Sport, Interrupted: Hot-weather cricket in cold storage leaves Delhi players in limbo

Aakash Chopra, who first played in the Om Nath Sood tournament at 14, said he scored so many runs one hot-weather season that he knew he would be picked for his third Ranji season. Vipin Kumar/Hindustan Times via Getty Images

The Covid-19 pandemic has brought the sporting economy to a shuddering halt. In India, the lockdown and its longer-term implications threaten the future of clubs, academies, leagues, support staff, all the people who help move the wheels of sport. In this series, ESPN looks across the country's sporting ecosystem, from the big clubs to the neighbourhood academies, to see how they've been affected.

A couple of months ago, Divij Mehra bought a new pair of cricket shoes. A standout for the Delhi U-19 cricket team last season, Mehra, 17, believed the Asics bowling spikes would be important for what promised to be a busy period ahead. Instead, the spikes have been left as they were. "They are still in their packing. There hasn't been any need to use them so far," he says.

This isn't how things were expected to be. The months of March, April and May are the busiest in the Delhi club cricket calendar. "From November to February, players are playing the BCCI tournaments," says Tarak Sinha, the highly respected coach of Sonnet Cricket Club, who won the Dronacharya award for coaching in 2019. "If you're a student, you're busy with school or college. If you are an administrator at a college, you would need your playing grounds for your institution's needs. So the summer months are when both players are free to play club cricket and when a lot of playing grounds become available because that's when schools and colleges have their vacations."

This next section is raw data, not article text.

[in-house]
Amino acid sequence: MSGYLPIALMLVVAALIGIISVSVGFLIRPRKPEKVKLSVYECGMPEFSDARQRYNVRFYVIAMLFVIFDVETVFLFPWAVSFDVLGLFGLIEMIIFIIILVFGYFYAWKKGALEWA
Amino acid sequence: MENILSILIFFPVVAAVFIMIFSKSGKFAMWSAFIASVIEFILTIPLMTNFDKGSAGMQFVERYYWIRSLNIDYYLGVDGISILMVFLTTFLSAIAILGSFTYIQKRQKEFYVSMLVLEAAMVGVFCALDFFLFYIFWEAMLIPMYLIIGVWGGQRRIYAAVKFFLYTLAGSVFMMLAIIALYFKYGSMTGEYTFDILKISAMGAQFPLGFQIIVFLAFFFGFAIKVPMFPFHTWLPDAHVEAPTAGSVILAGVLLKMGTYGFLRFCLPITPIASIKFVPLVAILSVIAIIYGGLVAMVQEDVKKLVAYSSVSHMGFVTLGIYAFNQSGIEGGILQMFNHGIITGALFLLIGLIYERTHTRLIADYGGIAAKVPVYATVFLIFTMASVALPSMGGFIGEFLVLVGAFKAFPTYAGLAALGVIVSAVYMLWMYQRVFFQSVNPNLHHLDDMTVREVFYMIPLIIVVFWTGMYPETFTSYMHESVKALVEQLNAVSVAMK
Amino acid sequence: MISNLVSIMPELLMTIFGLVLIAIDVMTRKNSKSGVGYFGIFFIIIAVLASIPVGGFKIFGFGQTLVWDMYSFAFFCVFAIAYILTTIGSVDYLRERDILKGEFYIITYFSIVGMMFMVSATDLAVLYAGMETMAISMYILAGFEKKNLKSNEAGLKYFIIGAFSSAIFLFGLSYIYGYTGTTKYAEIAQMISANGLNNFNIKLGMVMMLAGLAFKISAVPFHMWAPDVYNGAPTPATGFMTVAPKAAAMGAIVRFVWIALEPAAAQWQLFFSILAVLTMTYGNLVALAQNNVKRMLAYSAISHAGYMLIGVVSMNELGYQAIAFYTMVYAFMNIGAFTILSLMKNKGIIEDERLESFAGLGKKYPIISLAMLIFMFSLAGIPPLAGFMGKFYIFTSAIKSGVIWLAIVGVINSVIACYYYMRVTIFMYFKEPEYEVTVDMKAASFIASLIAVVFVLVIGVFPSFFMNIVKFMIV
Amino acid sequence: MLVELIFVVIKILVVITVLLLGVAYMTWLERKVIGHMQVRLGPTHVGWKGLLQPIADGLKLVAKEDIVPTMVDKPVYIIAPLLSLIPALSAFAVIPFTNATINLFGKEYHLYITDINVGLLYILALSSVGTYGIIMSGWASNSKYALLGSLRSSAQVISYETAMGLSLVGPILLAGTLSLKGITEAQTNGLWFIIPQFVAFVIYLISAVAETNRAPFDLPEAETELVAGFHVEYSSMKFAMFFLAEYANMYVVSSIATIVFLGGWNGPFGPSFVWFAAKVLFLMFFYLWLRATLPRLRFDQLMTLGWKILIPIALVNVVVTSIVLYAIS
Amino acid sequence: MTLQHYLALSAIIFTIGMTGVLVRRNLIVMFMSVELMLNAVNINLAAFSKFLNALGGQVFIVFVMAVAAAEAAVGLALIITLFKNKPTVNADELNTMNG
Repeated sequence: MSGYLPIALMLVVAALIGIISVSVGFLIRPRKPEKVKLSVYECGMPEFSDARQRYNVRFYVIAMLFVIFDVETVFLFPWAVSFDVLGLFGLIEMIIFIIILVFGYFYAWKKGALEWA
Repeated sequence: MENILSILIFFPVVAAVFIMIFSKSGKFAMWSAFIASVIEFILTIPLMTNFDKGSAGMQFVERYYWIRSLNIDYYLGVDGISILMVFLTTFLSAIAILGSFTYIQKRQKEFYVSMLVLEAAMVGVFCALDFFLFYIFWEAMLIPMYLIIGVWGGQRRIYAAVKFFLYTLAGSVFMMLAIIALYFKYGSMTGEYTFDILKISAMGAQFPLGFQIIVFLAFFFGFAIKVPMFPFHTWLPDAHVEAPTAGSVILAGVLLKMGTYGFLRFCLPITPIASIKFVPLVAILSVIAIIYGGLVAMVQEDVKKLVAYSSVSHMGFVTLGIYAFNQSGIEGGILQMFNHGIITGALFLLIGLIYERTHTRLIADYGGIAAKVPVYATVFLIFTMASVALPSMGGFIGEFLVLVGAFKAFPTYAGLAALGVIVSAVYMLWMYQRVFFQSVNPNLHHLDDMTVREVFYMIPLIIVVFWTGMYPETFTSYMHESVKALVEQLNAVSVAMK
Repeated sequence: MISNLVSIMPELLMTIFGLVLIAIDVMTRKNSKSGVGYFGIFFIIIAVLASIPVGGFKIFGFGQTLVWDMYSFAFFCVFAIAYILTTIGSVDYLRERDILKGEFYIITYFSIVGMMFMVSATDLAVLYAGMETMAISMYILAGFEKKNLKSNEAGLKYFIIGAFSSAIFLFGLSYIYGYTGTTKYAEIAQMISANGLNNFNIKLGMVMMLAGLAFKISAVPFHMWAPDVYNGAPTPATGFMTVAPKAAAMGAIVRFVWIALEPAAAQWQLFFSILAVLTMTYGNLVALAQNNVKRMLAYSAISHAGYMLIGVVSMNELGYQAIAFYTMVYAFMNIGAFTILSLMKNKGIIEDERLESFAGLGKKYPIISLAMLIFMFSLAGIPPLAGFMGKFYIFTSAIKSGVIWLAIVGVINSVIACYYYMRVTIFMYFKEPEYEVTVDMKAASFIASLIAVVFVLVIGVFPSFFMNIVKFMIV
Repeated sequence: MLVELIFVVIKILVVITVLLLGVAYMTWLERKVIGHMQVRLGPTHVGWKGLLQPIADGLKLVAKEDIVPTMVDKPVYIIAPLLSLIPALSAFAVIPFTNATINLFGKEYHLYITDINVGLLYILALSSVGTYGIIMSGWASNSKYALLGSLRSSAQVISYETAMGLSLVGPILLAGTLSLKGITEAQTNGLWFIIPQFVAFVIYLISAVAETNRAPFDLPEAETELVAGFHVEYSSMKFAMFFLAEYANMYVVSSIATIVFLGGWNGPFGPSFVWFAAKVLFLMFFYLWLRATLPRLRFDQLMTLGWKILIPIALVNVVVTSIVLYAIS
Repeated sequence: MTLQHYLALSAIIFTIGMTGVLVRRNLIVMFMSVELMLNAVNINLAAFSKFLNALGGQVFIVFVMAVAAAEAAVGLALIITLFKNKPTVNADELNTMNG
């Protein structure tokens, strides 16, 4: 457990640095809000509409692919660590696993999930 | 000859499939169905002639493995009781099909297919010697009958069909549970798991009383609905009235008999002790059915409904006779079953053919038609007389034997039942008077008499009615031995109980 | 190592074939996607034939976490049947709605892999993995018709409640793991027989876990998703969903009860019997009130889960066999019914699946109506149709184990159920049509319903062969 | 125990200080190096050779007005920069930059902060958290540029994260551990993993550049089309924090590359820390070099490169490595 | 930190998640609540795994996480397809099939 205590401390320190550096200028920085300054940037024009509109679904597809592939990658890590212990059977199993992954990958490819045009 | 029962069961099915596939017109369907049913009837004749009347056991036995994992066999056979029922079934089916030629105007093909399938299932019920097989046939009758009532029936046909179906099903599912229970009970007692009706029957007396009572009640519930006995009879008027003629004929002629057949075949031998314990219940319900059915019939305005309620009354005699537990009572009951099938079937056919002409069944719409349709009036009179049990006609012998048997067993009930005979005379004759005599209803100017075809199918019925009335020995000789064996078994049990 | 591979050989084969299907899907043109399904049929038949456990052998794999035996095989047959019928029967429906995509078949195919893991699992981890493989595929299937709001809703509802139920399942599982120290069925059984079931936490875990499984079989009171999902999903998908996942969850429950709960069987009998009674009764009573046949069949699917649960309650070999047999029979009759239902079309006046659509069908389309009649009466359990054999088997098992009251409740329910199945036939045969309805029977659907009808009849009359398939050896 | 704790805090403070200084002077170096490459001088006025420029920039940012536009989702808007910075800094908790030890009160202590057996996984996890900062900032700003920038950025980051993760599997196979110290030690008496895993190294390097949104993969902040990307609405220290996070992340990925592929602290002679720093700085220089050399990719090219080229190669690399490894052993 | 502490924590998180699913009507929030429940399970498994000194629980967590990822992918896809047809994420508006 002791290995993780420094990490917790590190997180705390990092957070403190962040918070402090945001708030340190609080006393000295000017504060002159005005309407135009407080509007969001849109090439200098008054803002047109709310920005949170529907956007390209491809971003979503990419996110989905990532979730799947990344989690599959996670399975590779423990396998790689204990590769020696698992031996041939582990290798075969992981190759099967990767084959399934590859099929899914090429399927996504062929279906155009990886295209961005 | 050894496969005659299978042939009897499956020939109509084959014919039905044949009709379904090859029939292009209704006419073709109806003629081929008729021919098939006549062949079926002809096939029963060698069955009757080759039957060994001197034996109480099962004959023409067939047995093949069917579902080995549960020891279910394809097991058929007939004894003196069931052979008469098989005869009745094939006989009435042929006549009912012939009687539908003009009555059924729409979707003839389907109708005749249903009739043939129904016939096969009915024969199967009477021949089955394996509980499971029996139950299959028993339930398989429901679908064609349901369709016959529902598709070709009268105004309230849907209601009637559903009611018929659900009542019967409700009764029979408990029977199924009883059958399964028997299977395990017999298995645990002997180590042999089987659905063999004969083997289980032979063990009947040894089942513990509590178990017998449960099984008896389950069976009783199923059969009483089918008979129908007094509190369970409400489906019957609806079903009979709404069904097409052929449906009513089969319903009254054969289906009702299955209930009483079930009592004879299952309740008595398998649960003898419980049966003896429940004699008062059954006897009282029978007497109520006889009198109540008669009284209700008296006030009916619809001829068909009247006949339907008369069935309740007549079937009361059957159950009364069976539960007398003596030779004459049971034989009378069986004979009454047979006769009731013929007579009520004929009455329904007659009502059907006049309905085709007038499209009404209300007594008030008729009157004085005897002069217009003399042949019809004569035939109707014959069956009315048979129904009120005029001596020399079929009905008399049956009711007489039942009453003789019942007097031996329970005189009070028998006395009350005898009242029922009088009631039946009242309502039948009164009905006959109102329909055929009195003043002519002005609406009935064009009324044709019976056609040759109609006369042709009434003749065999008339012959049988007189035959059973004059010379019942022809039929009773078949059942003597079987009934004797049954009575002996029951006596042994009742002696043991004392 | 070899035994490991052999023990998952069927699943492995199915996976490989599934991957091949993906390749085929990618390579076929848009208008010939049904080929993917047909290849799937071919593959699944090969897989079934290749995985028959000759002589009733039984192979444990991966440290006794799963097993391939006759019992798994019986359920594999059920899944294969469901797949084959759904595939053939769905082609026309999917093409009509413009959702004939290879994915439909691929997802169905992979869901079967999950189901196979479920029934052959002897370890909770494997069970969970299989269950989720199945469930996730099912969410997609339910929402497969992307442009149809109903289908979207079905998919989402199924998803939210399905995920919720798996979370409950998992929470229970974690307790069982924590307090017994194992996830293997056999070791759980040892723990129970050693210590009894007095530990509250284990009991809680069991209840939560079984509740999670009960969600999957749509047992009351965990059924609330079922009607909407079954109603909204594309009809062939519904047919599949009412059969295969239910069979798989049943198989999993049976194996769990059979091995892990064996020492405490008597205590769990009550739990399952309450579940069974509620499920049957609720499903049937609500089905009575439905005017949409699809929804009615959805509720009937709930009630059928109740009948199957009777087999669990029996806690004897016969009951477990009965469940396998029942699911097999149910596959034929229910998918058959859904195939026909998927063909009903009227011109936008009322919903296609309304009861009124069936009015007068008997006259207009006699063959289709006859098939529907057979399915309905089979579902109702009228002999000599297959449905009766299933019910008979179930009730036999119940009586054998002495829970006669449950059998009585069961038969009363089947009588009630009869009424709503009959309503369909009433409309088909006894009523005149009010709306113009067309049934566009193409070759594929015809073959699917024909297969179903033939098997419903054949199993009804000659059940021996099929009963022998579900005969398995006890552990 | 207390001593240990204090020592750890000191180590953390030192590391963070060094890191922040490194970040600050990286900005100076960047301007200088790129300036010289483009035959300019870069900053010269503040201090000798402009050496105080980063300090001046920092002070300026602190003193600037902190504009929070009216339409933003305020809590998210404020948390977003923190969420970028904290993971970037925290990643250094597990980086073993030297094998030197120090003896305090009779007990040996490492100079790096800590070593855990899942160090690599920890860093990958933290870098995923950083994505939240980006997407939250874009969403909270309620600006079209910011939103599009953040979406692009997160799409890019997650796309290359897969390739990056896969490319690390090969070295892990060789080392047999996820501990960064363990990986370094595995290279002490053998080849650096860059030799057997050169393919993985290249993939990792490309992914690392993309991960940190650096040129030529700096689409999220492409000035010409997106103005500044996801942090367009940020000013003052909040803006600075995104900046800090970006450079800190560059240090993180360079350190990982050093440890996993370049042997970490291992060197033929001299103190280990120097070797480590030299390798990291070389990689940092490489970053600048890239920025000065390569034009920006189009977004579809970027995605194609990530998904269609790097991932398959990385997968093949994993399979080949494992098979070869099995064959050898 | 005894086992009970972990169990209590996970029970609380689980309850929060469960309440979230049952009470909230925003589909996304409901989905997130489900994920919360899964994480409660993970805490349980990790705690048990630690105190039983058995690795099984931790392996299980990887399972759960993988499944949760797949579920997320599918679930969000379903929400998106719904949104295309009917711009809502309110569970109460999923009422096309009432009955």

There are several premier tournaments in this period, starting with the DDCA league, comprising the 110 clubs recognised by the Delhi association. Around 40 teams qualify from there for the DDCA hot weather league, which lives up to its name: the matches are played under blistering 40-degree-plus heat in the peak of the north Indian summer. There are also several high-profile privately conducted cricket tournaments named after their benefactors: Om Nath Sood, Lala Raghubir Rai, GG Dutt and Laxman Dass. The cricket stops only when the monsoon hits North India, around end-June, and resumes with the first-class season in September or October.

"This [summer] period is the most intense. There are matches on every available ground from 7 in the morning," says coach Randhir Singh of the Rann Star cricket academy, whose alumni include India internationals Yuzvendra Chahal and Pawan Negi. "If you are a reasonably strong team, you might be playing around 35 matches over these 60-odd days. It's not as if you play one match and are done. You are playing matches almost every other day. And the important thing is these are 40-over-a-side matches, so it gives you plenty of time on the field."